This type of ranking report should be done for profit centers and as many groups of employees as possible. These reports will be confrontational to the bottom half. They can choose to be inspired and improve or work elsewhere. The choice of staying and being cross-subsidized by all other stakeholders should not be an option; it would demoralize the best.

Managers now don't have to be the tough guys making subjective calls. The standards from the boundaries numbered 2,3 and 5 will be the constant, hard-hearted voice of measurable, objective reality. Managers can now be the coaches who help all to improve or to find a new spot perhaps on another firm's payroll.

Although most managers may have gotten to their positions by being high-energy achievers, how many are prepared to teach the philosophy, the joy and the how to of mastery in a compelling way. We will probably have to educate the educators.

The #6 boundary constraint, "PARTNERS", requires the elimination of boss-subordinate, parent-child relationships. Everyone must act like adults in a HPE. Authoritarian, over-managing or paternalistic managers have emotional needs for thinking that: they are in control; they are always right and experts; and they are special and do not have to be accountable. Passive dependent, subordinates, on the other hand, need to be free of making any decisions that might fail. They like to reverse delegate to the boss who needs to rescue them; these two are inter-dependent.

We all have these defer-up and dump-down tendencies, because we learned them while growing up in families. This behavior on the job, however, freezes both individual and company progress. And, if both aren't learning and changing as fast as the environment, then the end is in sight.


Start the transformation to the HPE with a re-writing of a strategic plans/beliefs statement - 2 pages or less. Have others help critique it - outside advisors; trusted customers; and a sampling of employees. All other boundary systems will be shaped by this statement.

Assess the current leadership. Accountability starts with us! We are the folks who will not only have to teach, preach and expect "mastery", but we must walk the talk. Consider hiring an outside firm to conduct "360 degree evaluation studies" for key managers. This will impress the troops and see if current managers want to improve and lead by example.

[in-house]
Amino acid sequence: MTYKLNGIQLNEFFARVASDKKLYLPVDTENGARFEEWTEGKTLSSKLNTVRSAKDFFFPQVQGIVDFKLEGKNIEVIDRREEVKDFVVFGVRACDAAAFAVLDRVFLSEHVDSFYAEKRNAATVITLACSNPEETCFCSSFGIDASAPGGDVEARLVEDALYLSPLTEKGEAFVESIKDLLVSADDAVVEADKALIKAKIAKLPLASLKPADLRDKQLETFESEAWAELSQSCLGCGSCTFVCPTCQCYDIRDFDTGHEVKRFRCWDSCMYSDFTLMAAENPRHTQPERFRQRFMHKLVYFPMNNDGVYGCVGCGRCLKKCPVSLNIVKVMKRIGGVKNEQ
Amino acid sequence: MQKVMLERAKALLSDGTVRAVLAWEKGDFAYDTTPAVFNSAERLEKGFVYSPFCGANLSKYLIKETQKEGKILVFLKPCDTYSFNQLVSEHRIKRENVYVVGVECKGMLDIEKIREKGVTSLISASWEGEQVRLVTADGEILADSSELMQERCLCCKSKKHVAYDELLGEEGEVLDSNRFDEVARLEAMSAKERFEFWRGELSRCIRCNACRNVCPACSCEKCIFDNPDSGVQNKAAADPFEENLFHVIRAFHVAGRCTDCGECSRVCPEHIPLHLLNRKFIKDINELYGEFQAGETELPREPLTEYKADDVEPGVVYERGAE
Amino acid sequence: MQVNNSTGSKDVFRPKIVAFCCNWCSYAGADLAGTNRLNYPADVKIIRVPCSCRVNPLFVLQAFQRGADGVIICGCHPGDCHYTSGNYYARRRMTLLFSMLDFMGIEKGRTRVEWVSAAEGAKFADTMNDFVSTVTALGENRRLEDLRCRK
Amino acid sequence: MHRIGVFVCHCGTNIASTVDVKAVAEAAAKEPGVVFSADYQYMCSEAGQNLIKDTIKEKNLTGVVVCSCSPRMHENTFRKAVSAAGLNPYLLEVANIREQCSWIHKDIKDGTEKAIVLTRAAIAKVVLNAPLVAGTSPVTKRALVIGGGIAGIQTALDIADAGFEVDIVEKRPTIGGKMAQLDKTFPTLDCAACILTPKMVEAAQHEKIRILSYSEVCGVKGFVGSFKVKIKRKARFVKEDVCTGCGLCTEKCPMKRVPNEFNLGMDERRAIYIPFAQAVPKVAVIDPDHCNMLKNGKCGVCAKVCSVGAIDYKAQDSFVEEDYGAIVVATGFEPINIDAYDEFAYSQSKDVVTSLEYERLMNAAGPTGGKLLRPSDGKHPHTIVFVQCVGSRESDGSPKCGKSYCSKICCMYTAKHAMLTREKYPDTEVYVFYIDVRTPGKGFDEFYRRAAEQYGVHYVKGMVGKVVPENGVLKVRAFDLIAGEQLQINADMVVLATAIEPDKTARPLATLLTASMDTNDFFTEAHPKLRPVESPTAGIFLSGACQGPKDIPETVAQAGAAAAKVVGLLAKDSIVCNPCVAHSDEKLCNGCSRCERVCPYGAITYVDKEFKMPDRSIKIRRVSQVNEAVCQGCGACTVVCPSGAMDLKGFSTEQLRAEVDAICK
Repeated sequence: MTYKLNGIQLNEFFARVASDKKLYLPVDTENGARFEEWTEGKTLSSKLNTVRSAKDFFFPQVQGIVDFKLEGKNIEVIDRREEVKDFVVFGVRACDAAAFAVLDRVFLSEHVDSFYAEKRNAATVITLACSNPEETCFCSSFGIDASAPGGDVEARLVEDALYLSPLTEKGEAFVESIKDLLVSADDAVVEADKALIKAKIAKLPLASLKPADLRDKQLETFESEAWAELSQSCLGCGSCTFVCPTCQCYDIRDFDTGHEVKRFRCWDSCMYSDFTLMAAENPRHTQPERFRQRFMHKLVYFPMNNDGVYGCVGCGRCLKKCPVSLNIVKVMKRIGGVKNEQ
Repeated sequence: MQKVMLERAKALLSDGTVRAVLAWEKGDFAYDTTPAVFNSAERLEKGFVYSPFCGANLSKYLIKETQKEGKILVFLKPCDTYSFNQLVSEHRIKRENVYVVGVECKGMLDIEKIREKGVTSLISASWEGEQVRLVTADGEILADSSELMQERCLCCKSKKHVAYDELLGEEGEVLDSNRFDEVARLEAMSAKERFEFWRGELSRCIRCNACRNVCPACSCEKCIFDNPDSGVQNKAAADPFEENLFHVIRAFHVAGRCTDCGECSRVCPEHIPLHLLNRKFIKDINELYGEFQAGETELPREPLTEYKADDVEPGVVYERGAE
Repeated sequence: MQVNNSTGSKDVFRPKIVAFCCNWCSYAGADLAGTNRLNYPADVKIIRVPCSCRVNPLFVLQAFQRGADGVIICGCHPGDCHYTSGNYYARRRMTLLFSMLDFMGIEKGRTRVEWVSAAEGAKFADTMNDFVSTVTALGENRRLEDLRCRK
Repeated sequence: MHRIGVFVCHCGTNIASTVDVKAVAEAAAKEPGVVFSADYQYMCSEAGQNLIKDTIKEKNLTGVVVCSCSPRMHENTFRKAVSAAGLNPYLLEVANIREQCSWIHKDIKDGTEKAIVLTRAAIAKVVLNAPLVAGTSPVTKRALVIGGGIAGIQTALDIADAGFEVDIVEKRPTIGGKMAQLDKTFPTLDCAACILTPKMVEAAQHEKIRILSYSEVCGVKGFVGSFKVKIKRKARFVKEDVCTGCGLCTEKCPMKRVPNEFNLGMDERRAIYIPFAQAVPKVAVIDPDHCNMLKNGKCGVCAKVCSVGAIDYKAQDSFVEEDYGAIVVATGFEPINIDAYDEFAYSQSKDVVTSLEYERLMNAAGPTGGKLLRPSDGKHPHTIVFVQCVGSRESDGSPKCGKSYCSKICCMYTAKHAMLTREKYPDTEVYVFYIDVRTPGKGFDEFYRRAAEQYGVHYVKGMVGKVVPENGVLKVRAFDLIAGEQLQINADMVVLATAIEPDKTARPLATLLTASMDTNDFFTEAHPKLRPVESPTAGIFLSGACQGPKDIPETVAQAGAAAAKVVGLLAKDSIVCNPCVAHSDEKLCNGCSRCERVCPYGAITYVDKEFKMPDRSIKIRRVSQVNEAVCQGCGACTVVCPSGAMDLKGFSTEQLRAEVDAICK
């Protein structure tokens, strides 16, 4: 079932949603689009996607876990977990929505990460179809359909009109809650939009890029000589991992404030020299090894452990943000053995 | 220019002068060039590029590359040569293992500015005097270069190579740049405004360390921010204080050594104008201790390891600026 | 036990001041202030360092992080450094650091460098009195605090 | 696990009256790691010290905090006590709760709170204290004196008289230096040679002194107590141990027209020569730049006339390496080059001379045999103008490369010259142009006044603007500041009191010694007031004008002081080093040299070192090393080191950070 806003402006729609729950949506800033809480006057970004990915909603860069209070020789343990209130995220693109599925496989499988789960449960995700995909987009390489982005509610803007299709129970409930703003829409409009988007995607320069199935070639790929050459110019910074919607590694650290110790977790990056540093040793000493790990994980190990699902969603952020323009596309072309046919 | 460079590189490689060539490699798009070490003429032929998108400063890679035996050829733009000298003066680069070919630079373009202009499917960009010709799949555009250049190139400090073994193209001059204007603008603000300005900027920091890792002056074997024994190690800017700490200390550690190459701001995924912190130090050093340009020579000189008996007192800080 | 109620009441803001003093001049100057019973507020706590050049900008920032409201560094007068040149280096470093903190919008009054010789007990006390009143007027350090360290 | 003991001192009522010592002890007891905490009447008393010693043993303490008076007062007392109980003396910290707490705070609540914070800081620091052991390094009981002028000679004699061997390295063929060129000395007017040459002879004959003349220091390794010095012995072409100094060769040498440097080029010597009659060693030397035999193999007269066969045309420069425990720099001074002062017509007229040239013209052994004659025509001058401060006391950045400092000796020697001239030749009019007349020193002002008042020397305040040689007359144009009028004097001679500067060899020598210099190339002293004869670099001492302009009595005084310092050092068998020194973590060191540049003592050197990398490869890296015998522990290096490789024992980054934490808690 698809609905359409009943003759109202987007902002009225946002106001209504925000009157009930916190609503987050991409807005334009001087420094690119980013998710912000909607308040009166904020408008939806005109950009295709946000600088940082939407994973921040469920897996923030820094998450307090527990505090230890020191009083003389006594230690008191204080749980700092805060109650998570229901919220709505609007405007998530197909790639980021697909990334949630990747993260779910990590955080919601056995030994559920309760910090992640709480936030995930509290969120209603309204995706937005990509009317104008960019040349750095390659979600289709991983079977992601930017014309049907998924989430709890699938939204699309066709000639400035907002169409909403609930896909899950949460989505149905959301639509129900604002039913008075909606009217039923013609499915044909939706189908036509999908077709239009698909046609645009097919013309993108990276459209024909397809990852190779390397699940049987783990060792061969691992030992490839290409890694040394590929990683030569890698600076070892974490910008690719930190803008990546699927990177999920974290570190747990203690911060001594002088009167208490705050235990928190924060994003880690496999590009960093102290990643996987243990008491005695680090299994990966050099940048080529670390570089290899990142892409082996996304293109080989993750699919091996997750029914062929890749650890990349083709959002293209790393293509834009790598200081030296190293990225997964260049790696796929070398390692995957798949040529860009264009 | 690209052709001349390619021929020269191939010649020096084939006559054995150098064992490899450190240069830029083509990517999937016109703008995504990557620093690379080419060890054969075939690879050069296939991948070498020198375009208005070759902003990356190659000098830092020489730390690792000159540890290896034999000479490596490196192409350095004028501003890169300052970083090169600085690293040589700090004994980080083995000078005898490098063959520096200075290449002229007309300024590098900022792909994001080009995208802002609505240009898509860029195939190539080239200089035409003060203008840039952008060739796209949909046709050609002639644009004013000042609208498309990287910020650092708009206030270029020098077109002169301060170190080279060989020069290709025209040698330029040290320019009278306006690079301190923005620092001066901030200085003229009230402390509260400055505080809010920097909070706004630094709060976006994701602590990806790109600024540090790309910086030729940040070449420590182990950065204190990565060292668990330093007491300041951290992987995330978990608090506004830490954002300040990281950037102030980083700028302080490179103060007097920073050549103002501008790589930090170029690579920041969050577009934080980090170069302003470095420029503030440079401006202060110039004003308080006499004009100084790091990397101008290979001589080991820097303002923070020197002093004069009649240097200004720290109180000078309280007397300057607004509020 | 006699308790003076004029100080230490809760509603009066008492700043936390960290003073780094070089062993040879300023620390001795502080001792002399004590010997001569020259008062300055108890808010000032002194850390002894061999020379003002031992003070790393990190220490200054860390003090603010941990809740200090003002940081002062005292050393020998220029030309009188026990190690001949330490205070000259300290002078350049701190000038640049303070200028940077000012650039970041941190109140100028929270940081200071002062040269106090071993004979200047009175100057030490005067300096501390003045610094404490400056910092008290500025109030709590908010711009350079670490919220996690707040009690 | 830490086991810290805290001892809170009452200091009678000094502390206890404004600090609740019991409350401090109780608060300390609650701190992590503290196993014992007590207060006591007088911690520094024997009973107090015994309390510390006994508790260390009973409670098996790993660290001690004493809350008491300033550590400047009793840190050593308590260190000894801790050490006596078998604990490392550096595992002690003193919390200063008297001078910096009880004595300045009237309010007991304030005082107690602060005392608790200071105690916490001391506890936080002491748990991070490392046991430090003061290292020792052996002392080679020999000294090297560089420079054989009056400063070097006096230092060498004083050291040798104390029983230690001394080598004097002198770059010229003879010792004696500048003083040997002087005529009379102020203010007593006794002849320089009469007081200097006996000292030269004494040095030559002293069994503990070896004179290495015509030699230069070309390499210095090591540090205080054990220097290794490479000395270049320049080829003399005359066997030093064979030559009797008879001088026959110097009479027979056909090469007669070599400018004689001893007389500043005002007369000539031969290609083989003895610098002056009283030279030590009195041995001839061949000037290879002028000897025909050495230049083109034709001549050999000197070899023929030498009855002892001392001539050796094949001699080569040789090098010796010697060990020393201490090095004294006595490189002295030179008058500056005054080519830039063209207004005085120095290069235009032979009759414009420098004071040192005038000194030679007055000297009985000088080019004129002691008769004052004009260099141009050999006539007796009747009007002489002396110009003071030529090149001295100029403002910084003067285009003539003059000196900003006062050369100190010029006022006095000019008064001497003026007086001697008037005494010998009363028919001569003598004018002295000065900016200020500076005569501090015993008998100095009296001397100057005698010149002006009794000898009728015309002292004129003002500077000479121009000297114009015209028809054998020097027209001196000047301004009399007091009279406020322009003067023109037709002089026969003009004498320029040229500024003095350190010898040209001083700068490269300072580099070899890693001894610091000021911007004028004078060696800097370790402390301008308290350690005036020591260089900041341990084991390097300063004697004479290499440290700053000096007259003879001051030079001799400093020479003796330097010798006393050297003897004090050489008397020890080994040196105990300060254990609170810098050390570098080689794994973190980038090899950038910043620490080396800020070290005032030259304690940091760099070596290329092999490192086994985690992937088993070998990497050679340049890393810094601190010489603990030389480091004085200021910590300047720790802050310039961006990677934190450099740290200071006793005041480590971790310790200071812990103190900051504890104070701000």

Then, start to share general financial numbers with all employees(#3) and to educate them on what is in it for all of them (#4), but only if distinctive service (#2) is achieved. Some employees will take many teachings to truly grasp the financial and capitalistic dynamics of which they are a part, but the immediate take will be - "I am on the team; they trust me; this company is less profitable and secure than I had imagined; and I'm important in helping."

The gathering, crunching, sharing and team-analysis of trendline numbers associated with service, finance and internal benchmarking can evolve. To have comprehensive, real-time numbers requires a PC, spreadsheet skills, and lots of different inputs. A best solution might be an executive information system that feeds off of the general information system.


This HPE prescription will take work and cause some discomfort. But, arenít the pains of change preferable to dying. To survive and thrive we need to dominate niches with low-cost, high quality, high morale service created by can-do employees. Look past the recession of 1996. We will need excessive cash-flow, confidence and credibility to re-invent ourselves in time for and in synch with "electronic commerce" which will hit distribution channels hard starting in 1997. Will top-down, conventional, financial management see us though or is it time to re-think our operational methods?

Merrifield Consulting Group, Inc., Article 5.10